- 1 [not before noun] mad (at somebody) mad (about something) (informal) very angry He got mad and walked out. She's mad at me for being late. Thesaurusangrymad furious upset indignant irateThese words all describe people feeling and/or showing anger.angry feeling or showing anger:Please don't be angry with me. Thousands of angry demonstrators filled the square.mad [not before noun] (informal) very angry:He got mad and walked out. She's mad at me for being late.furious extremely angry:He was furious at having been taken out of the game. He was furious with her for ruining the party.upset somewhat angry or annoyed:I was quite upset with him for being late.indignant feeling or showing anger and surprise because you think that you or someone else has been treated unfairly:She was very indignant at the way she had been treated.irate very angry:irate customers an irate letterPatterns angry/mad/furious/upset/indignant about/at something angry/furious/upset with somebody (for doing something) angry/mad/furious/upset/indignant that … to get angry/mad/furious/upset to make somebody angry/mad/furious
- 2 done without thought or control; wild and excited The crowd made a mad rush for the exit. Only a mad dash got them to the meeting on time.
- 3 having a mind that does not work normally; mentally ill They realized that he had gone mad. Inventors are not mad scientists. I'll go mad if I have to wait much longer. She seemed to have gone stark raving mad. A revolver is the only way to stop a mad dog.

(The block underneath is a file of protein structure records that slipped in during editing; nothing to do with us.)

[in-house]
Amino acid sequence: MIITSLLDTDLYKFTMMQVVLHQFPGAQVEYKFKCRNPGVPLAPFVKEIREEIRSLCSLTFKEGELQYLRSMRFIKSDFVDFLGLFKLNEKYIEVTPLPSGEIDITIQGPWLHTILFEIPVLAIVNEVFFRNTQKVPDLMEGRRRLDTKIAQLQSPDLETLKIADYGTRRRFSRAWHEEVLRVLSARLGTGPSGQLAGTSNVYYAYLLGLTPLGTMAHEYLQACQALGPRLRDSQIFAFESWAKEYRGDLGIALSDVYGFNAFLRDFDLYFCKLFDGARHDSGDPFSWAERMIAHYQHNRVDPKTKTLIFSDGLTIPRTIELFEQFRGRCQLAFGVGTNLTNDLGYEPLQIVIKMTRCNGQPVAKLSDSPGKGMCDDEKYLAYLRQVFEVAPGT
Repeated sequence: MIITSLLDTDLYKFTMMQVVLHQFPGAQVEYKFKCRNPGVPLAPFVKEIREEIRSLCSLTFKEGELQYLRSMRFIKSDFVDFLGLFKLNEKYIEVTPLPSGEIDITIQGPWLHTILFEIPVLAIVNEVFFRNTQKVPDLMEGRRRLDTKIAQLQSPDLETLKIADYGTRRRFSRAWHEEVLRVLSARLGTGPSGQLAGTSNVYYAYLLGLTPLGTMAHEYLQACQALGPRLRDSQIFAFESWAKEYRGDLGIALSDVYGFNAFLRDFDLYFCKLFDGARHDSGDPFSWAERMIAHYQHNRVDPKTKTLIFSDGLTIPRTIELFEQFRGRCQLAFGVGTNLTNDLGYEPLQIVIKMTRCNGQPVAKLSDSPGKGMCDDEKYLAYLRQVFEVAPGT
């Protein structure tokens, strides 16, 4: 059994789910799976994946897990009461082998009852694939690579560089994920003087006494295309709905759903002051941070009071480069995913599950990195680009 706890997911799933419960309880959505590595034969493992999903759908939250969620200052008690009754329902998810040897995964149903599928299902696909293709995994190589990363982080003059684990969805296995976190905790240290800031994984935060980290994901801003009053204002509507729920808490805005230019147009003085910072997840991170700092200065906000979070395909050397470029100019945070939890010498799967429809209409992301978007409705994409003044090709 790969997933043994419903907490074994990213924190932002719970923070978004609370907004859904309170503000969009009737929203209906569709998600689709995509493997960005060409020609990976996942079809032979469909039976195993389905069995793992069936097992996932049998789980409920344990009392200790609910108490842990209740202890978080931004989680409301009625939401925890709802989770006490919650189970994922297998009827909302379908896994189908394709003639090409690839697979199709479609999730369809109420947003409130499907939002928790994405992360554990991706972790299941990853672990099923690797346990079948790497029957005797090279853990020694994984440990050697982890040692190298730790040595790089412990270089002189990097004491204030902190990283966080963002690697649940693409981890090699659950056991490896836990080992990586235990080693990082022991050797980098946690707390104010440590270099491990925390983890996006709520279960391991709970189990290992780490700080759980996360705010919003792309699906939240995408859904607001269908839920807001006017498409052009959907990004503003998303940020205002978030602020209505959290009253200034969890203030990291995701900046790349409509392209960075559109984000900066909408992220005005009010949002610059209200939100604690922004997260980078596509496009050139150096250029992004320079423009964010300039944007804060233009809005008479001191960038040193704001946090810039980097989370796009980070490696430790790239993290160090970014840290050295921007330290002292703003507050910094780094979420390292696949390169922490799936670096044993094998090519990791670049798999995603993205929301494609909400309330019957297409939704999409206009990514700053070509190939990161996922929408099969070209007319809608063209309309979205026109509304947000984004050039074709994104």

- 4 [not usually before noun] mad (about something/somebody) (informal) liking something or someone very much; very interested in something to be mad about tennis He's always been mad about kids. She's completely power-mad.
- 5 (informal) very stupid; not at all sensible You must be mad to risk it. It was a mad idea. compare crazy Idioms
adjectivejump to other results
hopping mad (informal)jump to other results
very fast, hard, much, etc. I had to run like mad to catch the bus.
like crazy/mad (informal)jump to other results
(of a person) mentally ill; very silly From the Mad Hatter, a character in Lewis Carroll's Alice's Adventures in Wonderland. Because of the chemicals used in hat-making, workers often suffered from mercury poisoning, which can cause loss of memory and damage to the nervous system. A March hare was called mad because of the strange behavior of hares during the mating season.
(as) mad as a hatter/a March hare (informal)jump to other results